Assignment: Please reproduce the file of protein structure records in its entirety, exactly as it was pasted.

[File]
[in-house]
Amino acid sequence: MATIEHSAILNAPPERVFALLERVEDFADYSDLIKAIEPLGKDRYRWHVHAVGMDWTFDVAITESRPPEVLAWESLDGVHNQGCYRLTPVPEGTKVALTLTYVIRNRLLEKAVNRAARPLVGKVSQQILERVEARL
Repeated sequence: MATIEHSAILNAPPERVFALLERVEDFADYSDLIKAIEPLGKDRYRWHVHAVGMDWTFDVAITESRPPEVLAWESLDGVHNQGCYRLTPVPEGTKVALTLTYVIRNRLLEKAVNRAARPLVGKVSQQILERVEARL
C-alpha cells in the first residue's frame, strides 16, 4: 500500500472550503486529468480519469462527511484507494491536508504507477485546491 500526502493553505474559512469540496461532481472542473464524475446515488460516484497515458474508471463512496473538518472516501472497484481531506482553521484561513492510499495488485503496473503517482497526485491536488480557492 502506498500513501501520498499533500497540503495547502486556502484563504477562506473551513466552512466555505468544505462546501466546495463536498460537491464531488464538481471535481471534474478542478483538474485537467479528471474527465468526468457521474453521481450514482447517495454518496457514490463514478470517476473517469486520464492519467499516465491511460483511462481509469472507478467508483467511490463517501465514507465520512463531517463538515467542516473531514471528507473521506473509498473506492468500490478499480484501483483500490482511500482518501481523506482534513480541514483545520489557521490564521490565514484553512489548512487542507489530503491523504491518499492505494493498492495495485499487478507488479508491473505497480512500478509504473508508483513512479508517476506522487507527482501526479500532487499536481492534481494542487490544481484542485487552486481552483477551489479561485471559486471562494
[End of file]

[in-house]
Amino acid sequence: MATIEHSAILNAPPERVFALLERVEDFADYSDLIKAIEPLGKDRYRWHVHAVGMDWTFDVAITESRPPEVLAWESLDGVHNQGCYRLTPVPEGTKVALTLTYVIRNRLLEKAVNRAARPLVGKVSQQILERVEARL
Repeated sequence: MATIEHSAILNAPPERVFALLERVEDFADYSDLIKAIEPLGKDRYRWHVHAVGMDWTFDVAITESRPPEVLAWESLDGVHNQGCYRLTPVPEGTKVALTLTYVIRNRLLEKAVNRAARPLVGKVSQQILERVEARL
C-alpha cells in the first residue's frame, strides 16, 4: 500500500472550503486529468480519469462527511484507494491536508504507477485546491 500526502493553505474559512469540496461532481472542473464524475446515488460516484497515458474508471463512496473538518472516501472497484481531506482553521484561513492510499495488485503496473503517482497526485491536488480557492 502506498500513501501520498499533500497540503495547502486556502484563504477562506473551513466552512466555505468544505462546501466546495463536498460537491464531488464538481471535481471534474478542478483538474485537467479528471474527465468526468457521474453521481450514482447517495454518496457514490463514478470517476473517469486520464492519467499516465491511460483511462481509469472507478467508483467511490463517501465514507465520512463531517463538515467542516473531514471528507473521506473509498473506492468500490478499480484501483483500490482511500482518501481523506482534513480541514483545520489557521490564521490565514484553512489548512487542507489530503491523504491518499492505494493498492495495485499487478507488479508491473505497480512500478509504473508508483513512479508517476506522487507527482501526479500532487499536481492534481494542487490544481484542485487552486481552483477551489479561485471559486471562494